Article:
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Tikkun-KC repairing our corner of the world one house at a time

Larry Myer stands in front of Tikkum-KC’s first rennovated house.

For 32 years, Larry Myer has renovated and managed houses and apartments in the Kansas City, Missouri urban core, witnessing neighborhoods reborn. But some areas are just too blighted to attract private investors without someone kick-starting the redevelopment. Tikkun-KC, Myer’s new 501(c)(3) nonprofit, has just completed the renovation of its first house on a block it’s tackling in such a neighborhood. 

“We’re going into neighborhoods to bring them back to life,” Myer said. “We’re looking for blocks where we can go in and make a difference.”

Myer was inspired by Rabbi Menachem Mendel Schneerson’s quote, “If you see what needs to be repaired and know how to repair it, then you have found a piece of the world that G-d has left for you to complete. But if you only see what is wrong and what is ugly in the world, then it is you that needs repair.”    

With a mission of “Repairing our corner of the world one house at a time,” Tikkun-KC’s name stems from the Hebrew word tikkun, which means repair. It is hoped that Tikkun-KC will be an inspiration for other cities to launch similar programs. 

Tikkun-KC plans to renovate houses with a goal of bringing back blighted neighborhoods, providing deserving low-income individuals with an opportunity to become homeowners, and saving taxpayers thousands of dollars.

The nonprofit’s first project is a blighted block whose houses were on the city’s dangerous building list slated for demolition — at a cost to taxpayers of $10,000 to $12,000 each. Tikkun-KC plans to renovate six single-family houses and three trash-filled lots they’ve acquired on a block of East 27th Terrace, along with another abandoned home on the block, which they are in the process of acquiring. In addition to renovating the first house, they’ve already removed about 10,000 pounds of trash from the lots that will be transformed into either an urban farm or green space with potential for building houses at a later date. 

Johnny M. Burris, who has lived on the block for 40 years, said that Tikkun-KC is the answer to his prayers.

“It was a blessing when Larry came along,” he said.

Burris said he is happy that the houses will be filled with homeowners instead of renters, like those who occupied the houses before they became uninhabitable.

“People that buy have a tendency to take care of what they’re buying,” he said. 

Myer agrees, believing that home ownership is critical to bringing back blighted neighborhoods. Instead of overgrown yards and lots that are magnets for illegal dumping and vermin and houses slated to be torn down, the block will have homeowners in houses that add value to the neighborhood. Instead of taxpayers shouldering the burden of maintaining these lots, fighting fires caused by squatters who move in during cold weather, and paying thousands of dollars to tear down a home, the houses will be brought back to life and filled with low income homeowners who take pride in their property and become taxpayers who contribute to the city’s coffers.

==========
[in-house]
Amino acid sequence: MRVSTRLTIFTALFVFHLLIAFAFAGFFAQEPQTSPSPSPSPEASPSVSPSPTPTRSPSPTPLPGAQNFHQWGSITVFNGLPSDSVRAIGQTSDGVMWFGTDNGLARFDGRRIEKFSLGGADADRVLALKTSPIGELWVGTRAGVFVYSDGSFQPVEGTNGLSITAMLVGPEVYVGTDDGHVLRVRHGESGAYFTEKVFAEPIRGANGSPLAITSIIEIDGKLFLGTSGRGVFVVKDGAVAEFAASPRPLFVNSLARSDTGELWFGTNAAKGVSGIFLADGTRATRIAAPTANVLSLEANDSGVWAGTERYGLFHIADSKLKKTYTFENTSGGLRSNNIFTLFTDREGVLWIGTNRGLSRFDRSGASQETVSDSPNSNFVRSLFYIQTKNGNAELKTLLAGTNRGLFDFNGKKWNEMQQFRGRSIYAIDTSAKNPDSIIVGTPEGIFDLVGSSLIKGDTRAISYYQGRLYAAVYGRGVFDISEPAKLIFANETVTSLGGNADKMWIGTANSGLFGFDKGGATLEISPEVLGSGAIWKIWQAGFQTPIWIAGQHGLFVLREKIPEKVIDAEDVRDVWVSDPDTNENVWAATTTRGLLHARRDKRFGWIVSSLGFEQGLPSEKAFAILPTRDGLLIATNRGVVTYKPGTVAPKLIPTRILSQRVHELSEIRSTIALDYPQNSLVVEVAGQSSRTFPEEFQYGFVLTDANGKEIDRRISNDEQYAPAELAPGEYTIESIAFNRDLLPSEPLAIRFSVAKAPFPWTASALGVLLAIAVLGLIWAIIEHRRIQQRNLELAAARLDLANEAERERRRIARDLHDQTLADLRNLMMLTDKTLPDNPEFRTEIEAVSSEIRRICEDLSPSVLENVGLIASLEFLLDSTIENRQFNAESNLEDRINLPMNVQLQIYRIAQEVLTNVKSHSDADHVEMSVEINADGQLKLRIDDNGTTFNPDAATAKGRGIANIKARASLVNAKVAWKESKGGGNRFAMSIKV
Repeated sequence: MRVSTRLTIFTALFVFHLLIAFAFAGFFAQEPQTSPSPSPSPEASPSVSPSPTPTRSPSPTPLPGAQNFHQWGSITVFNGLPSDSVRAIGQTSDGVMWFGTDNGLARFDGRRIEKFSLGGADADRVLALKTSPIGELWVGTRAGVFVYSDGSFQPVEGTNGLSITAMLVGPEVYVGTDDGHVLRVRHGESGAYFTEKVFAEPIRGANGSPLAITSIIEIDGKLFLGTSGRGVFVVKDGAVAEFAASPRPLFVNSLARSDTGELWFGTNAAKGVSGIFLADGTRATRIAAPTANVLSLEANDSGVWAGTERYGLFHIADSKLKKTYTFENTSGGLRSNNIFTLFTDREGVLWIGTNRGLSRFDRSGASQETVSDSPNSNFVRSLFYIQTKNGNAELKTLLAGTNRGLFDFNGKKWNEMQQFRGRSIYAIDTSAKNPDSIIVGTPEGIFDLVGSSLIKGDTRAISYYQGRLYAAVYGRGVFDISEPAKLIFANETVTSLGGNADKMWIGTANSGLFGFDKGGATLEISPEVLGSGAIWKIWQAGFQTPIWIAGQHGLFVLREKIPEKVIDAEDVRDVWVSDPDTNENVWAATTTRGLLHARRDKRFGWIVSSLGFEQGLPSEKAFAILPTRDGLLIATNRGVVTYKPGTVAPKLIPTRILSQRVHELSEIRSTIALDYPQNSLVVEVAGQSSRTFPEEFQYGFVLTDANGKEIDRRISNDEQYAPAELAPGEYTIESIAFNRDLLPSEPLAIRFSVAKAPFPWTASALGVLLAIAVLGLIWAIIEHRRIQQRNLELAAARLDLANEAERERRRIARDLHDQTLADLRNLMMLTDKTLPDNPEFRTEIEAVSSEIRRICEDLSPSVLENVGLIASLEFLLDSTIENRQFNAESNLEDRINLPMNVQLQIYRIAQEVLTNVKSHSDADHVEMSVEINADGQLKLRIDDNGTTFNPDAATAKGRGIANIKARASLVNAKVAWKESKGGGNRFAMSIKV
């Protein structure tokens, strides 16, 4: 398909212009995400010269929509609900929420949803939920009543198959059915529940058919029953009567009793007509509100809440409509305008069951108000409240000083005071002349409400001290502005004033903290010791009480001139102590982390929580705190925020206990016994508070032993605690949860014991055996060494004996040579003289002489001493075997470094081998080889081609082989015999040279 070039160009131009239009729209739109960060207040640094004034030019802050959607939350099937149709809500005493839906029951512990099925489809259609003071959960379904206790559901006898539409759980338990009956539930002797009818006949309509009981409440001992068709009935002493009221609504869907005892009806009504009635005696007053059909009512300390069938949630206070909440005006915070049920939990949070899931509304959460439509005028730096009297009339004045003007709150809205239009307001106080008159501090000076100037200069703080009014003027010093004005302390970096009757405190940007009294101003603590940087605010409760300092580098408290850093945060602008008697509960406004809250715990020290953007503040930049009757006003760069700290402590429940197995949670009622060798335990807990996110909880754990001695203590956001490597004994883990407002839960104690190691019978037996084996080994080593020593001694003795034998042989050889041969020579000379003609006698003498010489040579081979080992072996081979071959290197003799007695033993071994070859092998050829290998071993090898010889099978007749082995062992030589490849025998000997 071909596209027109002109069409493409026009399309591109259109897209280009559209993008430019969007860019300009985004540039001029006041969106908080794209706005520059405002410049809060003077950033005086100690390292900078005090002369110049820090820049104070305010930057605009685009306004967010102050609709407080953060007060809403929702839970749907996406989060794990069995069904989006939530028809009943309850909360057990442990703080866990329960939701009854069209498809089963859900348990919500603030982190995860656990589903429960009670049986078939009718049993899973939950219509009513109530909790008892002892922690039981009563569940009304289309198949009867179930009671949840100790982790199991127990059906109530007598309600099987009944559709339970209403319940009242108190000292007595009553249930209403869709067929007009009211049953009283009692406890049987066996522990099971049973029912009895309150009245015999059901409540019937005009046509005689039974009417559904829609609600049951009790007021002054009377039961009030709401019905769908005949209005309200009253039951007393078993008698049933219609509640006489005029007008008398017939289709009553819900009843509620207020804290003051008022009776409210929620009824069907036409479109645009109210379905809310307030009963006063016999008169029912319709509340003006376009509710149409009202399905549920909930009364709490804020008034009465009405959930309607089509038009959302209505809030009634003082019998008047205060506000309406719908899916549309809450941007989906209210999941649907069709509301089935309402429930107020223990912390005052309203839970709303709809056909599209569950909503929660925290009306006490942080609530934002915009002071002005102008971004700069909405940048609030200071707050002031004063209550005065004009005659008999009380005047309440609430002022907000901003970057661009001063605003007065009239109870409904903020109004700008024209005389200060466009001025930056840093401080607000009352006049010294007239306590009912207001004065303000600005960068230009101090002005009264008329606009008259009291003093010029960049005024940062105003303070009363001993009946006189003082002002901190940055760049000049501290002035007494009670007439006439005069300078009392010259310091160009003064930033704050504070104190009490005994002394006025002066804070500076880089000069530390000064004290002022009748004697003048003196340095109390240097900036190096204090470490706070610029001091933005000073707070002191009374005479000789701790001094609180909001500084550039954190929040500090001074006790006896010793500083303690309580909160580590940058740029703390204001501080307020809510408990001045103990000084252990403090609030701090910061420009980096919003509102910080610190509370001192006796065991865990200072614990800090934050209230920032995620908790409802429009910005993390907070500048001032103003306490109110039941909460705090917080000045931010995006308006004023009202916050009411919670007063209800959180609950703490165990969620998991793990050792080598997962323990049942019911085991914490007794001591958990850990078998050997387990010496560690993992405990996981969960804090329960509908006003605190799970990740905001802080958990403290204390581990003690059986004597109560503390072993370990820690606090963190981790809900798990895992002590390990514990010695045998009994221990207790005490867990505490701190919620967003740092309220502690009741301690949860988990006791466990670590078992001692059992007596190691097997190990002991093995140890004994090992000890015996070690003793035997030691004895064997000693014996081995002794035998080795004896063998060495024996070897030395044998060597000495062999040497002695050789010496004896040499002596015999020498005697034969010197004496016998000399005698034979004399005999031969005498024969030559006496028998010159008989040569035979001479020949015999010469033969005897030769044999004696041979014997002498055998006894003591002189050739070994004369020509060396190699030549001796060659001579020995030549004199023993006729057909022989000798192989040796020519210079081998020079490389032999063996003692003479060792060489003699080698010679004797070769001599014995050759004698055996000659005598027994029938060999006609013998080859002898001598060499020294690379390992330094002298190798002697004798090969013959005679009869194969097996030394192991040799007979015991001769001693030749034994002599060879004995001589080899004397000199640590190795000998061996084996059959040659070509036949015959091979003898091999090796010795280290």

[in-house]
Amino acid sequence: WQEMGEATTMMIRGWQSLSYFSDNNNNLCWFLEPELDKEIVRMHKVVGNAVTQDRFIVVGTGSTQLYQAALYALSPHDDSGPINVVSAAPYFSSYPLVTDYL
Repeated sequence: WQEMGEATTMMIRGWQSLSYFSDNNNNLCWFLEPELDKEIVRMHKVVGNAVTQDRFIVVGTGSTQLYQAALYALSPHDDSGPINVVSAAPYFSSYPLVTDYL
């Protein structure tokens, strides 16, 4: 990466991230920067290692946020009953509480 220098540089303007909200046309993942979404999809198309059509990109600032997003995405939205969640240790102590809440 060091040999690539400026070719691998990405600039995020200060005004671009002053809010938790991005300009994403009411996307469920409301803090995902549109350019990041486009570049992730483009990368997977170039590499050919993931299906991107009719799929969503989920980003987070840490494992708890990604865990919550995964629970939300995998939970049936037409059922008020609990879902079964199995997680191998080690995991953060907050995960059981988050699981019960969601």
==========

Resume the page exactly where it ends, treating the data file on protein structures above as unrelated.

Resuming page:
Tikkun-KC is working with local nonprofits to identify potential homeowners. The mortgages initially will be seller-financed while resources work with buyers to repair their credit and prepare them for a home loan. Buyers will be required to put down the equivalent of the first month’s mortgage plus pay the first month’s mortgage before moving in. On a $25,000 house, a seven-year mortgage would be $298 a month. If a buyer cannot afford that, Tikkun-KC will work with them to extend the loan to make the house affordable.

The block selected by Tikkun-KC for its first project is one of the most blighted in the neighborhood as far as empty houses, according to Blue Valley Neighborhood Association President Dale Walker. Bringing occupants into houses makes the neighborhood safer, he said. Walker believes that the neighborhood, which once housed a workforce for nearby steel plants, will come back thanks to its convenient location off of Van Brunt. He said that Tikkun-KC’s renovation will help bring up property values for neighbors.

The homes association and Legal Aid of Western Missouri are integral to handling the abandoned and distressed properties in the neighborhood. 

Grant Reichert, staff attorney for Legal Aid of Western Missouri, said that it’s difficult to convince investors to take the risk of initiating investment in such an area for myriad reasons, including investors who are unable to borrow against the property to fund renovation. The level of deterioration, the fact that squatters have started fires, that houses have been stripped of plumbing and copper, and the dumping on the lots can be daunting. 

“Larry was different because he was seeking a place where he could make a difference. He asked for a block that was seriously blighted. It appears that he sincerely has a mission at heart,” Reichert said.

“It’s very important to get rehabilitation started on a block that it would be tough to convince other investors to come on. If you only do a house here and a house there, it’s not going to have the same sort of impact that doing a whole block will. With Larry’s expertise, he knows how to do multiple houses.” 

In addition, Reichert said, the renovations will allow the people who already live there to live with dignity.

“I think it’s a good catalyzing force. Once this block is stabilized, hopefully its starts to spread out from there.”

Joining Myer in his effort are Tikkun-KC’s board members, who are all Jewish. Each brings a different skill set to the table. They include Myer, Tom Cohen, Les Rosenfeld, Lauren Fasbinder, Rabbi Scott White and Ron Fredman. 

Tikkun-KC is seeking donations to help acquire and renovate more houses. For more information or to donate, visit Tikkun-KC.org or call 816-384-1200.